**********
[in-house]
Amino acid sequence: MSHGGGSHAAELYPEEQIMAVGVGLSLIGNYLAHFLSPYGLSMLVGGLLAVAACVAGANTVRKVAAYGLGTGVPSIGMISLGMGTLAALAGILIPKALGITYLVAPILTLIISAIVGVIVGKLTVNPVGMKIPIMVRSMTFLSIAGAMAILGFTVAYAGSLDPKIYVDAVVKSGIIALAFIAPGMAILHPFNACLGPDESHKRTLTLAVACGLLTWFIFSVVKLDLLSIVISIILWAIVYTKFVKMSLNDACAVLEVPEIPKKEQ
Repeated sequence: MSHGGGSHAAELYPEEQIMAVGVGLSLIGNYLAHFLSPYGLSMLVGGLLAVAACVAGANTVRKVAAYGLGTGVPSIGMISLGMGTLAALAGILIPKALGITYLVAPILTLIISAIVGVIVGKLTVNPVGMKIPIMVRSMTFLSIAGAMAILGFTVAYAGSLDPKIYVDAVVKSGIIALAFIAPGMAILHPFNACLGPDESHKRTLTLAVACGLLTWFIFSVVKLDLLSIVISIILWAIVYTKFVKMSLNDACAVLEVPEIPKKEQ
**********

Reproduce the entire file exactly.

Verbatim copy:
[in-house]
Amino acid sequence: MSHGGGSHAAELYPEEQIMAVGVGLSLIGNYLAHFLSPYGLSMLVGGLLAVAACVAGANTVRKVAAYGLGTGVPSIGMISLGMGTLAALAGILIPKALGITYLVAPILTLIISAIVGVIVGKLTVNPVGMKIPIMVRSMTFLSIAGAMAILGFTVAYAGSLDPKIYVDAVVKSGIIALAFIAPGMAILHPFNACLGPDESHKRTLTLAVACGLLTWFIFSVVKLDLLSIVISIILWAIVYTKFVKMSLNDACAVLEVPEIPKKEQ
Repeated sequence: MSHGGGSHAAELYPEEQIMAVGVGLSLIGNYLAHFLSPYGLSMLVGGLLAVAACVAGANTVRKVAAYGLGTGVPSIGMISLGMGTLAALAGILIPKALGITYLVAPILTLIISAIVGVIVGKLTVNPVGMKIPIMVRSMTFLSIAGAMAILGFTVAYAGSLDPKIYVDAVVKSGIIALAFIAPGMAILHPFNACLGPDESHKRTLTLAVACGLLTWFIFSVVKLDLLSIVISIILWAIVYTKFVKMSLNDACAVLEVPEIPKKEQ